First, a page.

For this, the learning model was refined, dropping features that had little or no value to the prediction algorithm, mostly on the shape of the teeth of the gears. By reducing the total features used, the tool also freed up degrees of freedom for estimating the weights for summary features. Several iterations of classification models were carried out using different feature sets, to select the most effective.
By using a dataset from a (small) sample of 104 gearboxes, Acerta was able to show 89% classification accuracy in determining their survival or failure during a warranty period. This detected 40% of the gearboxes that passed their end-of-line tests but failed during their warranty period. Using the AI capability will reduce the warranty expenses from gear tooth fractures by €2 million per year, per plant.
AI is also used within electric vehicles. One area that is immediately suitable for AI is the battery management system (BMS). The BMS from Stafl Systems for example uses machine learning algorithms to monitor the performance of the battery pack over time (see Battery management systems focus, page 24)
These algorithms are currently run in the BMS but Eric Stafl, chief engineer of Stafl Systems, sees this moving up to the central controller in the vehicle. It can be a complex AI system such as the Xavier GPU from Nvidia.
“The algorithm takes the sensing cell voltages and pack current, then runs a neural network,” says Stafl. “Our algorithms learn over time, so that if a cell group is over- or underperforming compared to nominal it will adjust the voltage.
“It’s a variant of machine learning with some parameter updates. You have a model tracking the state of the battery for where you think it is, and see what the error is with reality and adjust to accommodate. That updates the parameters over time using a Kalman filter.”
Chip maker Renesas is also using machine learning for motor controllers. It has added ‘embedded AI’ (e-AI) to its RX66T microcontrollers to monitor small motors that could be used in an electric vehicle.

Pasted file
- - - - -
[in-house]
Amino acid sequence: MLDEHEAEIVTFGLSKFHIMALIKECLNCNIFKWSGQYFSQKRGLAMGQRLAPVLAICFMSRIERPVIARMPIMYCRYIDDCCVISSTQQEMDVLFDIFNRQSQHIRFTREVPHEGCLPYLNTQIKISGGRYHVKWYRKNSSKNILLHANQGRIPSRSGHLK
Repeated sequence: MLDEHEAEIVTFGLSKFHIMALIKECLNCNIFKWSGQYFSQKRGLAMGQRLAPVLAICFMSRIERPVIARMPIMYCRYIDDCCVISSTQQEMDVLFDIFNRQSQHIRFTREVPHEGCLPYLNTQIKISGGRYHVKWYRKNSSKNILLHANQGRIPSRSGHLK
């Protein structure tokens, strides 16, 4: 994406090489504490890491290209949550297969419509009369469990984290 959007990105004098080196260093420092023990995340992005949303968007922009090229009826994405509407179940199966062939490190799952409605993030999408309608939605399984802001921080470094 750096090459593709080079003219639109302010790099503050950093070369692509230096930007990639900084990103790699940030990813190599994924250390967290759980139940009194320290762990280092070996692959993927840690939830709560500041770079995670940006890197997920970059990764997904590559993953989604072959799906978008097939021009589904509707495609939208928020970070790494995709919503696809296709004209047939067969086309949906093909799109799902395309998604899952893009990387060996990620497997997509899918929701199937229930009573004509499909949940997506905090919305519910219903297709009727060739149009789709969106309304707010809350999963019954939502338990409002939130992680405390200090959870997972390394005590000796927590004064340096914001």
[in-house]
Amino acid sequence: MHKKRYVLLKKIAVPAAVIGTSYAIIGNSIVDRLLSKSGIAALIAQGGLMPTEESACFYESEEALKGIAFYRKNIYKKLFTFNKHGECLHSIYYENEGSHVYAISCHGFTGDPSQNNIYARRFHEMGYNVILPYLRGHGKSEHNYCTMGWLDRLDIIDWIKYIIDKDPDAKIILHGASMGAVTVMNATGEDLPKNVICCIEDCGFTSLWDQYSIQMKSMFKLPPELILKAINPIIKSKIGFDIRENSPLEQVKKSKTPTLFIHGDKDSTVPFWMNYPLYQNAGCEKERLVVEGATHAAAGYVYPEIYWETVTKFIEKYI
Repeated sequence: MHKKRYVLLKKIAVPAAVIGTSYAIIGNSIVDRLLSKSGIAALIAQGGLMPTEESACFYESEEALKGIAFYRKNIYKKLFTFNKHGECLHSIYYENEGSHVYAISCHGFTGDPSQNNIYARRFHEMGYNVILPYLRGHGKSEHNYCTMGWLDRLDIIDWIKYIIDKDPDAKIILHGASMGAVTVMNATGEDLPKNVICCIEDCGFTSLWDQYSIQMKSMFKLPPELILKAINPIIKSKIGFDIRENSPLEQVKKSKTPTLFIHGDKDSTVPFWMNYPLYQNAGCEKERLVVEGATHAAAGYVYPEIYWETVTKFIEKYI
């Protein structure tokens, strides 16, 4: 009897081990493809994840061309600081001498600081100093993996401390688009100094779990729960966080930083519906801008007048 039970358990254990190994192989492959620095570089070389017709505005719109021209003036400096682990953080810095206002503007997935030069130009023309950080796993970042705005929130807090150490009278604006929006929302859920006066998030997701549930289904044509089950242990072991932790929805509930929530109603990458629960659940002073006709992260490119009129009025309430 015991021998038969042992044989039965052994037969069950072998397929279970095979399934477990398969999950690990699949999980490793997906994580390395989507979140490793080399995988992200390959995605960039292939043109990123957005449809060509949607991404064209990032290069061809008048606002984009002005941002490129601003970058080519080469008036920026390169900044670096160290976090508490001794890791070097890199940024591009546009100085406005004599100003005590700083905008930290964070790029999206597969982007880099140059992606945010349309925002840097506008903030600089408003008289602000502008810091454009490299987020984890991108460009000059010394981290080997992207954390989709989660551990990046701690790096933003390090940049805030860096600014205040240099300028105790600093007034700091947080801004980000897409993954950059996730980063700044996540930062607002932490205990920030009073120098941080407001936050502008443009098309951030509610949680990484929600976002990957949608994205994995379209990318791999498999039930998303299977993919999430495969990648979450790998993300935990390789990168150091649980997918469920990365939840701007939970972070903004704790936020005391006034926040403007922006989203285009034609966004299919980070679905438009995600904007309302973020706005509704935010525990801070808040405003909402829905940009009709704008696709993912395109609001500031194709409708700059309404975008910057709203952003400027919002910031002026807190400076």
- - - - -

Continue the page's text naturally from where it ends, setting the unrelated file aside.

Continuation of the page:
The e-AI captures data about the motor’s current or rotation rate status, which can be used directly to detect abnormalities in operation. This avoids the need for additional sensors, and one RX66T can monitor four motors in applications such as cooling pumps.
The e-AI software can also be used for preventive maintenance, showing when a motor is behaving outside its normal range. The e-AI software can estimate when repairs and maintenance should be performed, and it can identify the fault locations.
Developers use the Renesas 24 V motor control evaluation system and an RX66T CPU card to build the system. The hardware is combined with a set of sample program files that run on the microcontroller, as well as a user interface that enables the collection and analysis of data indicating motor states.
To detect faults, it is necessary to learn the characteristics of the normal state. The user interface allows system engineers to develop AI learning and fault-detection models using different types of neural network frameworks.
Once the AI models have been developed, the e-AI development environment (composed of an e-AI translator, e-AI checker and e-AI importer) import the AI models into the RX66T.
“We now have a solution capable of detecting failures that affect the system based on detecting abnormal motor operation,” says Toru Moriya, vice-president of the Home Business Division, Industrial Solutions Business Unit, at Renesas.
“Even in cases where a fault occurs in the motor itself, it can be difficult to localise the source to determine whether there is an abnormality in the motor or the inverter circuit. This new system makes it possible to identify the fault location quickly, which has the potential to dramatically cut the maintenance burden for customers.”